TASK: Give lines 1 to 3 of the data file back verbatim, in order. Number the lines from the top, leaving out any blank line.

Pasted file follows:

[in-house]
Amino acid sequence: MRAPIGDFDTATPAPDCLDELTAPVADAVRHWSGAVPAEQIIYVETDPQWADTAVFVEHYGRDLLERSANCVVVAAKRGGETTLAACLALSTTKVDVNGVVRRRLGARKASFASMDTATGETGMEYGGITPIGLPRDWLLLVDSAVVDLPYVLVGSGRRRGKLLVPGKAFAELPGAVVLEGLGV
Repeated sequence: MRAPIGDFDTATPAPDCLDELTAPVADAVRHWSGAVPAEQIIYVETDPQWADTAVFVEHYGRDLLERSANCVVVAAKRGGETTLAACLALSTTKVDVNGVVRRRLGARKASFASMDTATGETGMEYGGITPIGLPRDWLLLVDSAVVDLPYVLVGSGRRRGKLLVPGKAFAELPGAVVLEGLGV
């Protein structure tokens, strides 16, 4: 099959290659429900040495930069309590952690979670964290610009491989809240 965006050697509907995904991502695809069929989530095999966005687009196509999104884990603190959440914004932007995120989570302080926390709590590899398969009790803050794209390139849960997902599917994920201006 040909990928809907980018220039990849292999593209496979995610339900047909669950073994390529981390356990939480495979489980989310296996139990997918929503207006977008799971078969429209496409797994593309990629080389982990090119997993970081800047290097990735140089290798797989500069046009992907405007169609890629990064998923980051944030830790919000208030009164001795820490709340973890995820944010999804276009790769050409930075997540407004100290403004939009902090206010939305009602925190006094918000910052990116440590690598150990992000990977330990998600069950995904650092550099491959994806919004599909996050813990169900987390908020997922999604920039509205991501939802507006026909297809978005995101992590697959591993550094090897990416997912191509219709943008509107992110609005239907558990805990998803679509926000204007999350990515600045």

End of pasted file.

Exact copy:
[in-house]
Amino acid sequence: MRAPIGDFDTATPAPDCLDELTAPVADAVRHWSGAVPAEQIIYVETDPQWADTAVFVEHYGRDLLERSANCVVVAAKRGGETTLAACLALSTTKVDVNGVVRRRLGARKASFASMDTATGETGMEYGGITPIGLPRDWLLLVDSAVVDLPYVLVGSGRRRGKLLVPGKAFAELPGAVVLEGLGV
Repeated sequence: MRAPIGDFDTATPAPDCLDELTAPVADAVRHWSGAVPAEQIIYVETDPQWADTAVFVEHYGRDLLERSANCVVVAAKRGGETTLAACLALSTTKVDVNGVVRRRLGARKASFASMDTATGETGMEYGGITPIGLPRDWLLLVDSAVVDLPYVLVGSGRRRGKLLVPGKAFAELPGAVVLEGLGV